4. Sharm El Sheikh


Answer (d)



Framing a road map for climate goals

  • Three months before the world assembles at Sharm El Sheikh in Egypt for the Conference of the Parties-27 (COP27), India updated its Nationally Determined Contribution (NDC), a set of long-term goals to cut carbon emissions and adapt to climate India last submitted its NDC in 2015.
  • As promised by Prime Minister Narendra Modi at COP26 in Glasgow last year, India aims to cut the total amount of greenhouse gas emissions emitted for every unit of its Gross Domestic Product by 45% from the 2005 level by 2030, and also achieve about 50% of its cumulative electricity requirement from non-fossil fuel-based energy resources by 2030.
  • A third key objective is to focus on a sustainable way of living based on traditions and values of conservation and moderation through a movement called Lifestyle for Environment.


Q4. General Data Protection Regulation for privacy, intermediary-focused law Digital Services Act and e-commerce regulation law the Digital Markets Act are generally considered global best practices in regulating internet- based activities. These are legislations of


  1. USA
  2. Germany
  3. Japan
  4. European Union


Answer (d)



Data bill: Right call by the govt:


  • The government this week withdrew from Parliament the Personal Data Protection Bill, 2019, informing Lok Sabha members that a new “comprehensive framework” would be brought in instead.
  • The decision marks yet another pause in the process of drawing up legislation that has taken over four years A comprehensive draft was first drawn up by the independent committee headed by former Supreme Court judge BN Srikrishna and submitted to the government in 2018.
  • The government’s version of the bill was sent to a Joint Committee of Parliament (JCP) to examine the issue more The JCP took two years and six extensions to submit its report.
  • At each stage, there were issues with the These contentions were natural because the legislation aims to tackle one of the most profound problems today: How to protect privacy in the age of information.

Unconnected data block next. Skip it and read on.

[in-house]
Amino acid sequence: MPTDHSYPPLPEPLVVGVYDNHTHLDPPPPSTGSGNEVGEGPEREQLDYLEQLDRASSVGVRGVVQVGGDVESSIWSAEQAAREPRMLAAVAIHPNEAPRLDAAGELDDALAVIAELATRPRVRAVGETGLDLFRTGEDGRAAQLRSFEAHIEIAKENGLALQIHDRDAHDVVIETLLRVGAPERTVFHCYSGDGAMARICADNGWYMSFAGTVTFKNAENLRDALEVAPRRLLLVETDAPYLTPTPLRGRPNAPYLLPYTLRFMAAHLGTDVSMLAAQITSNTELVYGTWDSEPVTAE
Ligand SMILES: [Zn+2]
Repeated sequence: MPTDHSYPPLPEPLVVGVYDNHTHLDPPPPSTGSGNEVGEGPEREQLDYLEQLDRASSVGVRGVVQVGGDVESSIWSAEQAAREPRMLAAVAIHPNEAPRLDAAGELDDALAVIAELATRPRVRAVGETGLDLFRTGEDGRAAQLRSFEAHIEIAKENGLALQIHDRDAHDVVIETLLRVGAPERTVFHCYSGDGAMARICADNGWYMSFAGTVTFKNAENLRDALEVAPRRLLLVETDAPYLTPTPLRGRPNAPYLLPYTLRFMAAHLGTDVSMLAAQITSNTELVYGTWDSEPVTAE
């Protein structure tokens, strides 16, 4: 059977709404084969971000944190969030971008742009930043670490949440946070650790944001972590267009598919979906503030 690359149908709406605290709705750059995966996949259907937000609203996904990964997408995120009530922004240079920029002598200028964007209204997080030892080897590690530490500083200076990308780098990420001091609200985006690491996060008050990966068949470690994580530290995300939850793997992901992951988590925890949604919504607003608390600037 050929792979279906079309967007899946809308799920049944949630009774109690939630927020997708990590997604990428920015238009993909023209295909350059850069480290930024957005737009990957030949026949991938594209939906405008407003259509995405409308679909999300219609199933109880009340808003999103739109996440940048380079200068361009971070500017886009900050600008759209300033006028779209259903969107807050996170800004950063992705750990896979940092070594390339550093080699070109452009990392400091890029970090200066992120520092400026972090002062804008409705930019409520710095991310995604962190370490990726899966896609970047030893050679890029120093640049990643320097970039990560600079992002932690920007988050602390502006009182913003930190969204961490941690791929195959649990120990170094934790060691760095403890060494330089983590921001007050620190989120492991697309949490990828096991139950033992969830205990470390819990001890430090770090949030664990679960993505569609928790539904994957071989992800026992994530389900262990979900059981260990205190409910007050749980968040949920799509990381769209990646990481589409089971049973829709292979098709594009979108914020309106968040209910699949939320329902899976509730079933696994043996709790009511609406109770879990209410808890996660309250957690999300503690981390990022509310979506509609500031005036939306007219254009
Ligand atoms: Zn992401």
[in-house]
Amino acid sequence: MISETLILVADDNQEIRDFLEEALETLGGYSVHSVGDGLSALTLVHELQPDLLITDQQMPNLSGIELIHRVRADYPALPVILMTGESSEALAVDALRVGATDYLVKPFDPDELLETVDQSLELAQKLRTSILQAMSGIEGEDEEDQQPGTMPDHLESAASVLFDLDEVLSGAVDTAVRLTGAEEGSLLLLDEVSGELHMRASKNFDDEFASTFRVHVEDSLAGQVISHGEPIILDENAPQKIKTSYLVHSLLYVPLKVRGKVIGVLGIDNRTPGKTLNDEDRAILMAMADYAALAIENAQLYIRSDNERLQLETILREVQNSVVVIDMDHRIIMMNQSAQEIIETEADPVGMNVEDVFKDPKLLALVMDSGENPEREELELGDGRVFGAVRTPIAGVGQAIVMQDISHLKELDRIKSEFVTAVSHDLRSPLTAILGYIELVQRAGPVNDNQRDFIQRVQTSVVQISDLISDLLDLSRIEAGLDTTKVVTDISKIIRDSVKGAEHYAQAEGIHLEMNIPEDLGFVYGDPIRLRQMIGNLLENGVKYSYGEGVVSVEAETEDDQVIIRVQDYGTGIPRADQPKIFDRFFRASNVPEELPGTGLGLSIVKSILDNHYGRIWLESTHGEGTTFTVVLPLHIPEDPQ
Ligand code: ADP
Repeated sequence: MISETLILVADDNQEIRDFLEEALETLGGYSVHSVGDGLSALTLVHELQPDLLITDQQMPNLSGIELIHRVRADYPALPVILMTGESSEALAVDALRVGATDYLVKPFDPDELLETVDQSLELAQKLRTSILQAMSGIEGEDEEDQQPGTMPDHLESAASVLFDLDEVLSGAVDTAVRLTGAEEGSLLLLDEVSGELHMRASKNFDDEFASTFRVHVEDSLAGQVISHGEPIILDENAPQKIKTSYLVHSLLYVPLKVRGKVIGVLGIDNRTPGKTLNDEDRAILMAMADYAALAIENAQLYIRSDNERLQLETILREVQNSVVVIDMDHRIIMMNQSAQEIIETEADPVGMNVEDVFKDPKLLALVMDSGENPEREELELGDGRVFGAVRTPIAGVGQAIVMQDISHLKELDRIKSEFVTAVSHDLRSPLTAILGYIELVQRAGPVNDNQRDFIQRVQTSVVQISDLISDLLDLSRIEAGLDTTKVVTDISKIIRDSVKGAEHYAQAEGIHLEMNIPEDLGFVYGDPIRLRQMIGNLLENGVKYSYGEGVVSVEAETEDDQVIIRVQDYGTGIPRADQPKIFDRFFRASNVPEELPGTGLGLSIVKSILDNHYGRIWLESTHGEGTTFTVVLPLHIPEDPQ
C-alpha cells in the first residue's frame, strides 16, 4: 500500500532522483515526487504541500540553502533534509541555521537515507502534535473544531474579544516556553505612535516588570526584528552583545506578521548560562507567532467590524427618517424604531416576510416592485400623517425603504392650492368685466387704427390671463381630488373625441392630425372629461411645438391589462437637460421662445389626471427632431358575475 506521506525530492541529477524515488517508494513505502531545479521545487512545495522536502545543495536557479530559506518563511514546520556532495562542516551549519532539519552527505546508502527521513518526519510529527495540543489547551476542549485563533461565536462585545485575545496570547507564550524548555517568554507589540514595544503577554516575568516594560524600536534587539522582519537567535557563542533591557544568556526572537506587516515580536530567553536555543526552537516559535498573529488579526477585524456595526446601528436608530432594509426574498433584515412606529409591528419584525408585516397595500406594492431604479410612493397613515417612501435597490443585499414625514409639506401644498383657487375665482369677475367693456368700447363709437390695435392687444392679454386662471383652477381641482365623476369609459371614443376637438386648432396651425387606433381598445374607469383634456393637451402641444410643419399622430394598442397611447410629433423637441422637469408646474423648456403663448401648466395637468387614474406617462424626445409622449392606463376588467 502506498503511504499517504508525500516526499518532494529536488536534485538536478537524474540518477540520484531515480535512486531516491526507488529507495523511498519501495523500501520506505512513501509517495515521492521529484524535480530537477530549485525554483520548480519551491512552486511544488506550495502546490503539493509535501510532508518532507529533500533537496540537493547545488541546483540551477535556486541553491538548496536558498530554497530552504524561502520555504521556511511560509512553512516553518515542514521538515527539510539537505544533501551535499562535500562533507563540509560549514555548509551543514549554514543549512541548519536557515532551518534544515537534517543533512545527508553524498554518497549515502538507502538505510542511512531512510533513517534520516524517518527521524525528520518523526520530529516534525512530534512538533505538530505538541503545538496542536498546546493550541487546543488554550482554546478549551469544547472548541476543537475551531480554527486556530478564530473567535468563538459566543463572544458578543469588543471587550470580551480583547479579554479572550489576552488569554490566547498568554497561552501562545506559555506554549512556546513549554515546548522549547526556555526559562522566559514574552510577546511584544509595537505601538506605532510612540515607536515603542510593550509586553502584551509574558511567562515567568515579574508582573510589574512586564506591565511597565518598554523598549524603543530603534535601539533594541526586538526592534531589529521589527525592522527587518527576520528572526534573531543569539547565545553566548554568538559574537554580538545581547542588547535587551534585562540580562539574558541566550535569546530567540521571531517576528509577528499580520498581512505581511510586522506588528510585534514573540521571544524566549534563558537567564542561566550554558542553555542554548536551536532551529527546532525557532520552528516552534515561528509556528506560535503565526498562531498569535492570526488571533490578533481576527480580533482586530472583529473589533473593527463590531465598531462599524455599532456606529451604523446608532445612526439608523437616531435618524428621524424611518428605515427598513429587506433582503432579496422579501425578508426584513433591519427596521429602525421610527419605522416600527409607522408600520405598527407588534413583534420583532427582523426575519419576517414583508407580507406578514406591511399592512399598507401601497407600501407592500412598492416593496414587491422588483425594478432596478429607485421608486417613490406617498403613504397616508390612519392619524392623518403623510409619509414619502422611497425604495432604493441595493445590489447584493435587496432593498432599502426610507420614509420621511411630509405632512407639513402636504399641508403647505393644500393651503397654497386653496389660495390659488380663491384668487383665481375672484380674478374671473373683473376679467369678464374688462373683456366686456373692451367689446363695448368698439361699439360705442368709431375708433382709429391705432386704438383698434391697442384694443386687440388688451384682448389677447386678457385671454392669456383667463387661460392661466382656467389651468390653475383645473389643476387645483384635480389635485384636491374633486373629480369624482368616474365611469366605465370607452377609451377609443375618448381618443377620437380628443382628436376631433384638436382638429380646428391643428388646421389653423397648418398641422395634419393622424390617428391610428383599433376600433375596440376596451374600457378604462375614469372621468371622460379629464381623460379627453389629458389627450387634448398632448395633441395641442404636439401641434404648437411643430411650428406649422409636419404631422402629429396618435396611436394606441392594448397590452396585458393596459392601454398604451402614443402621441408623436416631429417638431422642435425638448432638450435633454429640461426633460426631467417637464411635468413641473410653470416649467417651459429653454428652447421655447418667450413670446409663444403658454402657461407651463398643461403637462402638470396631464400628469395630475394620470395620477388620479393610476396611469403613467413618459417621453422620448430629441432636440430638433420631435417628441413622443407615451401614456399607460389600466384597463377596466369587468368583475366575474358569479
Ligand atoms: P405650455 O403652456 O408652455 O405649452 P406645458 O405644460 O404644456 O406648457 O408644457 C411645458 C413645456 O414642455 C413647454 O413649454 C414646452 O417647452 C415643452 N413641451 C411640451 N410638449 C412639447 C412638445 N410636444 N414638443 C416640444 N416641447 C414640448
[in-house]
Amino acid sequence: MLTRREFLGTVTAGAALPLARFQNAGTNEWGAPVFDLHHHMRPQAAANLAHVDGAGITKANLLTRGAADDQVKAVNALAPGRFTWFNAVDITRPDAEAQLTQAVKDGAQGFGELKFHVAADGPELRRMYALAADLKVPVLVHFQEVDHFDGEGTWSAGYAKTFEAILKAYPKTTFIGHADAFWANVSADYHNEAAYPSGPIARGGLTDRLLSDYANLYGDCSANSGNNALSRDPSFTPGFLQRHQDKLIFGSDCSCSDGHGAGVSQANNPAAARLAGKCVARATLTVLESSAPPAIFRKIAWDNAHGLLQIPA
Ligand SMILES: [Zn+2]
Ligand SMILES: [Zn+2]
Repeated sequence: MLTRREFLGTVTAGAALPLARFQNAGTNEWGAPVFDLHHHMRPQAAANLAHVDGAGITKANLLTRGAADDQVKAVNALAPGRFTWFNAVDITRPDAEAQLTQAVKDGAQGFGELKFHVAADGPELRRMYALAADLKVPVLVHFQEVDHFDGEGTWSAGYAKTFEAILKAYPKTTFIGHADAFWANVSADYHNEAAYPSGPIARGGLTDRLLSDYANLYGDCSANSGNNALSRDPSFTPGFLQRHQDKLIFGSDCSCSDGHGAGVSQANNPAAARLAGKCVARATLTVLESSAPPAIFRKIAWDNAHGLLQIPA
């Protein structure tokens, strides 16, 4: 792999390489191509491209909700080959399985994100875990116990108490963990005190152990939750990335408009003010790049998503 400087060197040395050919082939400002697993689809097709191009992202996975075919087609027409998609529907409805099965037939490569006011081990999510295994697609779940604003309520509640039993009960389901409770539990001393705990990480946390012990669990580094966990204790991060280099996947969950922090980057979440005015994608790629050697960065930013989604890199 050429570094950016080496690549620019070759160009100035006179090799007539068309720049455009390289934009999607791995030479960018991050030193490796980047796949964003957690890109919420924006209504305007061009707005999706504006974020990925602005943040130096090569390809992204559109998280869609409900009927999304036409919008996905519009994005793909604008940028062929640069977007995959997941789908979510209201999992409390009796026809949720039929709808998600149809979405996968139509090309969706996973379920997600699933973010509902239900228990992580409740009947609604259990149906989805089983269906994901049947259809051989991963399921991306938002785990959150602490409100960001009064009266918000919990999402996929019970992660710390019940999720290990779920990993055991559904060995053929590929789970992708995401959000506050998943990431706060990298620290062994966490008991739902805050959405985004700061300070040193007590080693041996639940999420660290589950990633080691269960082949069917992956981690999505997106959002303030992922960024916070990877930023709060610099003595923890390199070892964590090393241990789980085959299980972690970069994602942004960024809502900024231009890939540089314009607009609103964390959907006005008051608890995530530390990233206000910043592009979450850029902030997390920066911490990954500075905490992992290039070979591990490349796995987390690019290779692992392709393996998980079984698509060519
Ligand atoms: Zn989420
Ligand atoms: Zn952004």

• In the case of the most recent work on the law, these discussions yielded suggestions that were far removed from what the Srikrishna version and even the government’s approach envisioned.
  • Some of these were, in fact, issues with implications for an increasingly digital economy and cyber security. For these to be tackled on their own is sensible.
  • Nations that updated their laws to be in step with today have multiple pieces of legislation, such as the European Union’s privacy-focused General Data Protection Regulation, its intermediary-focused Digital Services Act, and its mainstay e-commerce regulation, the Digital Markets Act. India may well need multiple laws, as the government has indicated.
  • As technology evolves, so will its applications and the legal doctrines that seek to combat the harms and India has done well to hold wide-ranging stakeholder discussions and it is a welcome step that frameworks are not rushed.


Haste can lead to legitimate concerns being unaddressed. But that the country does not yet have even a base law is a problem. The starkness is best captured in the fact that in August, it will have been five years since the Supreme Court’s Puttaswamy ruling that held privacy to be a fundamental right. It is about time that India creates a statutory framework to support that right.



Q5. The Hasdeo Aranya region is situated in the state of


  1. Chattisgarh
  2. Odisha
  3. Madhya Pradesh
  4. Rajasthan


Answer (a)


The coal mining protests in the Hasdeo Aranya region

  • Recently in July, the Chhattisgarh Legislative Assembly unanimously passed a private member resolution urging the Centre to cancel the allocation of all coal mining blocks in the ecologically sensitive area of Hasdeo Aranya.
  • Underneath the Hasdeo Aranya is a coalfield that comprises 22 coal In 2010, the Centre categorised Hasdeo Aranya to be a “no-go” zone for mining.
  • However, only a year later, the MoEF granted clearance for the At present, of the 22 blocks, seven blocks have been allotted to different companies.
  • The resolution isn’t expected to change the status While Congress says the onus is on the Centre to stop mining, the BJP has been asking the State government to withdraw the clearances it has issued to mine developers and operators.